With only limited information she had called the operator in the area where my father grew up, requesting to be sent a phone book from that region. The operator had kindly obliged, and my mother then said, "Could you please give me the number of anyone listed with this last name." The operator again answered the request. My mother dialed the number and to her total shock and surprise found herself talking to my father's brother, now well into his eighties, who gave her the current address and phone number of his brother, my birth father.

Good Lord in heaven above, this was more than I could comprehend. One phone call found my mother. One phone call found my father. A fateful night, and fifty three years later, they are both alive and living an hour's drive apart. It was decided that mother would write a letter inviting him to join in our celebration, knowing that at the age of eighty five this would be highly unlikely. The letter was mailed by mutual consent the following Thursday, and early Sunday morning the call came in that would change our lives.

As she picked up the phone she heard his voice, "Dianne, this is Bert." He remembered, he wanted to meet me, he lovingly responded to the invitation.

On September 28, l994 I had received the call from mom to tell me she had found dad. Less than a month later I was reunited with him, by telephone, after fifty three years. I had written to him immediately, not sure whether a phone call would have been preferable. My nervousness was comfortable with a more subtle approach. I waited for a few weeks trying to build up my nerve, when out of nowhere came the call. "Hello Donna, this is Bert, your father," he said softly yet clearly over the coconut wireless.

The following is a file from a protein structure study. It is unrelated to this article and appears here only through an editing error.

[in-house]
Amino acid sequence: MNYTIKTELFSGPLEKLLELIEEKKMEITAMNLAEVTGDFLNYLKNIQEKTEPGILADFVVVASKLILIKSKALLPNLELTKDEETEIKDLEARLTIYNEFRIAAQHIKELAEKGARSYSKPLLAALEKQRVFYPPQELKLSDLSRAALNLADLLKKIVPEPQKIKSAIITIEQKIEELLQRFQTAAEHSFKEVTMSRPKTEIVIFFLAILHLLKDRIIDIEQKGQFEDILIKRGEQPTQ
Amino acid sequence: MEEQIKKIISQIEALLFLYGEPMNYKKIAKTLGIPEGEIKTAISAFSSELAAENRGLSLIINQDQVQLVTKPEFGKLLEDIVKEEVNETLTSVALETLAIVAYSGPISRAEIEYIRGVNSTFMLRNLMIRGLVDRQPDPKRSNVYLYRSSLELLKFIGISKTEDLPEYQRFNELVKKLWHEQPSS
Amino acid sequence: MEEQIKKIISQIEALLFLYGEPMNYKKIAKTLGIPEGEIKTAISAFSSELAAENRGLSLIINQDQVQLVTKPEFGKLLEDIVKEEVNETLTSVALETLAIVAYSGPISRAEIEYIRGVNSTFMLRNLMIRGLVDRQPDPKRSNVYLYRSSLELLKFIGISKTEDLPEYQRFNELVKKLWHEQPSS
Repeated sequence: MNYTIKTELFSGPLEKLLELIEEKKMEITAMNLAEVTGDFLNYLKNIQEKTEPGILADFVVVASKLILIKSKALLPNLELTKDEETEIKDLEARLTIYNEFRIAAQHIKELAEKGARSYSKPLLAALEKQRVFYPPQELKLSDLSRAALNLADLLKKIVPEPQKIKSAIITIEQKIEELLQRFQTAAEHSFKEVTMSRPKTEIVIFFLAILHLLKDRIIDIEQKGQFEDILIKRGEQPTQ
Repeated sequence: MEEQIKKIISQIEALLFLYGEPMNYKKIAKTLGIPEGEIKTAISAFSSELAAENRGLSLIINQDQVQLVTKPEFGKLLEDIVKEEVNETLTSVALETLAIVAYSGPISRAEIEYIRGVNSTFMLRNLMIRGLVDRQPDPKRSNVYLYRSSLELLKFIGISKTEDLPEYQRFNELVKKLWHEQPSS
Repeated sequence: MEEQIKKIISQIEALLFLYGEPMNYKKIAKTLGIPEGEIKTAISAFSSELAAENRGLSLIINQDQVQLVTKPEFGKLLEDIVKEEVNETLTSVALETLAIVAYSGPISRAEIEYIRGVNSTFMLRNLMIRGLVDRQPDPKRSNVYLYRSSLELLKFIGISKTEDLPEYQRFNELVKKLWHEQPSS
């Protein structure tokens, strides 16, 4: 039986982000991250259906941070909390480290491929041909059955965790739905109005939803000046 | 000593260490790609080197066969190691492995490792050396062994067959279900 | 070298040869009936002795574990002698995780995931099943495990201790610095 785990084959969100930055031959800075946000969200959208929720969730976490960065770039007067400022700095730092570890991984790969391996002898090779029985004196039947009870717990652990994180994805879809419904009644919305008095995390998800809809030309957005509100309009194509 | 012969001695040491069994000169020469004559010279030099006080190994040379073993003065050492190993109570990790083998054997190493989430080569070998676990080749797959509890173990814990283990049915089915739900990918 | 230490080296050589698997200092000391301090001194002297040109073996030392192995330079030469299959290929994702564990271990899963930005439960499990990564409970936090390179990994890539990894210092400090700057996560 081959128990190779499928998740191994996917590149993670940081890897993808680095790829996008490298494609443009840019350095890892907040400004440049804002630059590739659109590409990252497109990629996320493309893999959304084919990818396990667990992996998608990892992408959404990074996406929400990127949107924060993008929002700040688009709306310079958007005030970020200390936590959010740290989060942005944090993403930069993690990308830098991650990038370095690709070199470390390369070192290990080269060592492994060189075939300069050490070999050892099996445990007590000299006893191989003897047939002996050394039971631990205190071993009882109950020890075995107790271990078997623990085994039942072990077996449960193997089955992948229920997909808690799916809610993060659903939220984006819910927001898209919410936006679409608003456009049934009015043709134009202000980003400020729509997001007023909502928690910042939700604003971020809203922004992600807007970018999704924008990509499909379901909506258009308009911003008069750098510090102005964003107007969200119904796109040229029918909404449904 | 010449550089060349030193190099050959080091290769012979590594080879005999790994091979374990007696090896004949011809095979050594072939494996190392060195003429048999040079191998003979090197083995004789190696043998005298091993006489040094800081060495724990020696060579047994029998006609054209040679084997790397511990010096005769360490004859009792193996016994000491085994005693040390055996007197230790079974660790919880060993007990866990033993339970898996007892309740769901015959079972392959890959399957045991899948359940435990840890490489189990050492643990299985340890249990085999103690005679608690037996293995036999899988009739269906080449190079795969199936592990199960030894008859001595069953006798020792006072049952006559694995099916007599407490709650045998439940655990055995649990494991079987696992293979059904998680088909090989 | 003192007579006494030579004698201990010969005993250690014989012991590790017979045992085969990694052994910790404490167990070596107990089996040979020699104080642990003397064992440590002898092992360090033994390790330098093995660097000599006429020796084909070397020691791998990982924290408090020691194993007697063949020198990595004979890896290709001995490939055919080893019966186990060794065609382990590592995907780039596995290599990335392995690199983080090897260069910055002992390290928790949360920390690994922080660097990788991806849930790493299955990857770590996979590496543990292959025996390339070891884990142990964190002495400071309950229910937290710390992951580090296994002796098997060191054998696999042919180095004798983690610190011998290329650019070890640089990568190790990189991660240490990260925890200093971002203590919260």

Oh Lordy, Lordy what a sweet moment that was. Pure spirit purring with no regard for where, when, or why. Tender exchanges between an eighty five year old man and his fifty three year old daughter, whom he has never seen, were lovingly shared back and forth.

"It's a crazy world, ain't it," he would repeat over and over again. Little did he know just how crazy this whole story would turn out to be. It was already in the "Can you Believe" category, and only half the story had been told. Nothing could have prepared me for any of this. I can only describe it as a conscious dream sequence, knowing it was really unfolding, yet feeling it was a dream, that waking numb state of mind.

I all too well had known the fearful side of the same feeling, as this could have turned out that way as well, however I was so grateful that so far it had been loving and effortlessly forgiving. Thank you God. One month later I was Los Angeles bound, to meet my aging birth father, the other half of my puzzle void, the eccentric shy side of my nature, the side I wrestled with the most. This time I was nervous in a different way. He was a man and an aging one at that. He was my conflict side, my mystery man from where my addictions grew, and I couldn't wait to meet him.

As I walked alone down the block toward where he lived, I treasured every step and every thought. "This will never come again," I said to myself. I wanted to savor every minute. As I approached the front walkway I could see him peering through the window. I smiled, he vanished, and as I approached the front door, I knew that in a split second I would be looking at my father for the very first time.